Philadelphia County Medical Society elects its first Hispanic woman president ever
Dr. Natalia Ortiz-Torrent was awarded at AL DÍA’s 2020 Top Doctors Forum back in January for her work leading the next generation of Latino doctors.
When she accepted her award at AL DÍA’s 2020 Top Doctors Forum back on January 22, Temple University Hospital’s Dr. Natalia Ortiz-Torrent said the most important part of her job at the Lewis Katz School of Medicine was guiding the next generation of Latino doctors to success.
“We need to do our best to pave the way for the younger generation. We need to help get them a seat at the table… and teach them how to navigate their careers and overcome the barriers,” she said in her acceptance speech.
Now, five months after the ceremony, Dr. Ortiz-Torrent takes her message of guidance for the next generation of Latino doctors to the presidency of the Philadelphia County Medical Society.
She was elected by her peers in June 2020 as the society’s 159th president and will serve until June 2021. With the title, she is the first Hispanic woman ever to hold the position in the history of the Philadelphia County Medical Society.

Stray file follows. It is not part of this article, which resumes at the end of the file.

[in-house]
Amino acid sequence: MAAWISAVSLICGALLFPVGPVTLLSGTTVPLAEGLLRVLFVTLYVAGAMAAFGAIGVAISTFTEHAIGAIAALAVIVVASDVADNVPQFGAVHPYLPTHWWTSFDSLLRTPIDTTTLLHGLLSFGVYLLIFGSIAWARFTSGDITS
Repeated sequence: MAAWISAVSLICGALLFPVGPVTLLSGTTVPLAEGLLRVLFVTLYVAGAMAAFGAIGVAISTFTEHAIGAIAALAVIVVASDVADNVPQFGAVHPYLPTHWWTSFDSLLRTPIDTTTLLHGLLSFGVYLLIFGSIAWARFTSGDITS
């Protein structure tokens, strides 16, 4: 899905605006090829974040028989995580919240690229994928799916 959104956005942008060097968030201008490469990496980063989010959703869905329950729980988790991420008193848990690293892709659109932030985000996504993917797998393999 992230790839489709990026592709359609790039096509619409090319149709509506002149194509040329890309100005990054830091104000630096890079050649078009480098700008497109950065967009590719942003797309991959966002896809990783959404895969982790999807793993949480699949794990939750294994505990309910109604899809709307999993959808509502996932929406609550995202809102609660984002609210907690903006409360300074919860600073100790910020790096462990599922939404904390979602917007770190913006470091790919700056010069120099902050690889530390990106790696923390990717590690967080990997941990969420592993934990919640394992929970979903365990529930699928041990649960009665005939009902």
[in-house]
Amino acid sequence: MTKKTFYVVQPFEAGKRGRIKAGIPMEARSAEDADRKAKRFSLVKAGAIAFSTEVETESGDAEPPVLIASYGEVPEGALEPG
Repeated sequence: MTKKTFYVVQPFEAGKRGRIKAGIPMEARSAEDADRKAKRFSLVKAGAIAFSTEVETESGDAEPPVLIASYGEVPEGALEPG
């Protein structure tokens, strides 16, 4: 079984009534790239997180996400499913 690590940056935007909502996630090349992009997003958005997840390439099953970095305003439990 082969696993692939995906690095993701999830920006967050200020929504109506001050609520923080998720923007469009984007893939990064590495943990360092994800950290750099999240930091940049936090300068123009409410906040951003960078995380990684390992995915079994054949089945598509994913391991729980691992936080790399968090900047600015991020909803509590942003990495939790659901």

Long before medicine and mentorship became her world, she was born in Hato Rey, Puerto Rico, and grew up helping her father with his department store in their hometown of Cayey.
After discovering her love of science, Ortiz-Torrent went for chemistry at the University of Puerto Rico in Ponce before getting accepted into medical school there.
From Ponce, she moved to the U.S. mainland and Temple University to train in its psychiatry department, which she did for four years before transitioning to consultation and being a liaison to psychiatry.
Her role now at the Lewis Katz School of Medicine is as a professor of clinical psychiatry and the medical director of consultation and liaison psychiatry. She is also president of the Society of Ibero-Latin American Medical Professionals (SILAMP), which is dedicated to opening medical education opportunities and healthcare career options for the Latin American population in the U.S., or wanting to practice in the U.S.
In a statement announcing her appointment to President of the Philadelphia County Medical Society, Ortiz-Torrent drew attention to the timing of the appointment, given her expertise and the mental toll of COVID-19 on often ignored communities across Philadelphia and the U.S.
“Never has there been such a time that the differences in healthcare outcomes between ethnic groups has been so noticeable than during this era of COV-19; Because of COVID, we are seeing an increase in suicide rates; unsafe work conditions; psychologic effects of physical isolation; economic troubles; civil unrest; and so many deaths,” she said.
In her new role, Ortiz-Torrent’s goals are to continue fighting for more representation in the field and healthcare access for underrepresented communities. She’s also made it a goal to emphasize more work balance to create healthier work environments and get those with real experience at the policy-making table.